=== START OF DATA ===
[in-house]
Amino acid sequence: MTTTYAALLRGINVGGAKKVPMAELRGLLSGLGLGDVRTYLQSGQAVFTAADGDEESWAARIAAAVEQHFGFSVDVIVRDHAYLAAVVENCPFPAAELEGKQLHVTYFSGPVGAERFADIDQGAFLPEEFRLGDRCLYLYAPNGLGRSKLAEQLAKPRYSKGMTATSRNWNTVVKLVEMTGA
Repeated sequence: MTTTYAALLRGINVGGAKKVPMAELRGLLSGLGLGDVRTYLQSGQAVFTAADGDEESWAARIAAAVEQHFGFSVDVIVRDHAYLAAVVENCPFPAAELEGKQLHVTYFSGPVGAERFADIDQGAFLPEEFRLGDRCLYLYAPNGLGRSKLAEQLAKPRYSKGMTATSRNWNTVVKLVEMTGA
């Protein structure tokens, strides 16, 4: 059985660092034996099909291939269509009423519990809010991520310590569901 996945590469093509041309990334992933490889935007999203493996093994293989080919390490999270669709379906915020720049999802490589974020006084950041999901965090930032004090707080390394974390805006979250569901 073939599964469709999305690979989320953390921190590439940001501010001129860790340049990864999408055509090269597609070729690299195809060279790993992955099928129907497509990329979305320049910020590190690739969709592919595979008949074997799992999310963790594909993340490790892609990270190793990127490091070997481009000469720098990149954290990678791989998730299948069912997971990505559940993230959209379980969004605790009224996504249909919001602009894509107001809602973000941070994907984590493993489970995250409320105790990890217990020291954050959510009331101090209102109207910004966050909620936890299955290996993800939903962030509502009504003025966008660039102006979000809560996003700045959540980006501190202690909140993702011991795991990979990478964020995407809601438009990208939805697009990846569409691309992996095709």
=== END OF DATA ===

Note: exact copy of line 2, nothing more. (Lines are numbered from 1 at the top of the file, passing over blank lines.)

Amino acid sequence: MTTTYAALLRGINVGGAKKVPMAELRGLLSGLGLGDVRTYLQSGQAVFTAADGDEESWAARIAAAVEQHFGFSVDVIVRDHAYLAAVVENCPFPAAELEGKQLHVTYFSGPVGAERFADIDQGAFLPEEFRLGDRCLYLYAPNGLGRSKLAEQLAKPRYSKGMTATSRNWNTVVKLVEMTGA